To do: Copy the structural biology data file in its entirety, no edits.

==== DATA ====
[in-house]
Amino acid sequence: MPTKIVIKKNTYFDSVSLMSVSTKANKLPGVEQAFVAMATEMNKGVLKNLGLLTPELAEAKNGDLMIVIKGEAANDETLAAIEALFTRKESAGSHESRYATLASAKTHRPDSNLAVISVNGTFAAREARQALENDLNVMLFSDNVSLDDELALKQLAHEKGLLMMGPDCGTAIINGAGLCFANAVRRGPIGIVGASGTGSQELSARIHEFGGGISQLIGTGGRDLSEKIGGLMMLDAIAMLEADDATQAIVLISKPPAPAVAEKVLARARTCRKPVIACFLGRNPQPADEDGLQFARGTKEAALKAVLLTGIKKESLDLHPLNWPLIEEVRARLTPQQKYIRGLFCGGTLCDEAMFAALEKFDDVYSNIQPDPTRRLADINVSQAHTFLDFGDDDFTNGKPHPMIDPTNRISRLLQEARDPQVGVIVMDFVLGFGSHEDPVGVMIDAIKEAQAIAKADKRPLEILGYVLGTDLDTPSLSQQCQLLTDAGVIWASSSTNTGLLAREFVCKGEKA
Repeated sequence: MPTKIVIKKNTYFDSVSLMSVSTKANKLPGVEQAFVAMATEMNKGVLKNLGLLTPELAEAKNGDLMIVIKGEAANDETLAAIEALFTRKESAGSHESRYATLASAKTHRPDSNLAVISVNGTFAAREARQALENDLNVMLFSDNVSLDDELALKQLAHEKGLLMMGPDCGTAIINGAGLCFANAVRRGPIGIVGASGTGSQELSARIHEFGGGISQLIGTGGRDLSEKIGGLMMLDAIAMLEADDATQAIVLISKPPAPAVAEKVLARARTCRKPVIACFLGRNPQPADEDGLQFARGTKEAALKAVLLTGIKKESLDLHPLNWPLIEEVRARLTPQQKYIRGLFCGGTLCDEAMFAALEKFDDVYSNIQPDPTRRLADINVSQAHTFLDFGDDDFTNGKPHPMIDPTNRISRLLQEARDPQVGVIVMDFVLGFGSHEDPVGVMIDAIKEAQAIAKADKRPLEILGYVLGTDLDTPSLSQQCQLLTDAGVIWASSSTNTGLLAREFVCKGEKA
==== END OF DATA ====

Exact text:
[in-house]
Amino acid sequence: MPTKIVIKKNTYFDSVSLMSVSTKANKLPGVEQAFVAMATEMNKGVLKNLGLLTPELAEAKNGDLMIVIKGEAANDETLAAIEALFTRKESAGSHESRYATLASAKTHRPDSNLAVISVNGTFAAREARQALENDLNVMLFSDNVSLDDELALKQLAHEKGLLMMGPDCGTAIINGAGLCFANAVRRGPIGIVGASGTGSQELSARIHEFGGGISQLIGTGGRDLSEKIGGLMMLDAIAMLEADDATQAIVLISKPPAPAVAEKVLARARTCRKPVIACFLGRNPQPADEDGLQFARGTKEAALKAVLLTGIKKESLDLHPLNWPLIEEVRARLTPQQKYIRGLFCGGTLCDEAMFAALEKFDDVYSNIQPDPTRRLADINVSQAHTFLDFGDDDFTNGKPHPMIDPTNRISRLLQEARDPQVGVIVMDFVLGFGSHEDPVGVMIDAIKEAQAIAKADKRPLEILGYVLGTDLDTPSLSQQCQLLTDAGVIWASSSTNTGLLAREFVCKGEKA
Repeated sequence: MPTKIVIKKNTYFDSVSLMSVSTKANKLPGVEQAFVAMATEMNKGVLKNLGLLTPELAEAKNGDLMIVIKGEAANDETLAAIEALFTRKESAGSHESRYATLASAKTHRPDSNLAVISVNGTFAAREARQALENDLNVMLFSDNVSLDDELALKQLAHEKGLLMMGPDCGTAIINGAGLCFANAVRRGPIGIVGASGTGSQELSARIHEFGGGISQLIGTGGRDLSEKIGGLMMLDAIAMLEADDATQAIVLISKPPAPAVAEKVLARARTCRKPVIACFLGRNPQPADEDGLQFARGTKEAALKAVLLTGIKKESLDLHPLNWPLIEEVRARLTPQQKYIRGLFCGGTLCDEAMFAALEKFDDVYSNIQPDPTRRLADINVSQAHTFLDFGDDDFTNGKPHPMIDPTNRISRLLQEARDPQVGVIVMDFVLGFGSHEDPVGVMIDAIKEAQAIAKADKRPLEILGYVLGTDLDTPSLSQQCQLLTDAGVIWASSSTNTGLLAREFVCKGEKA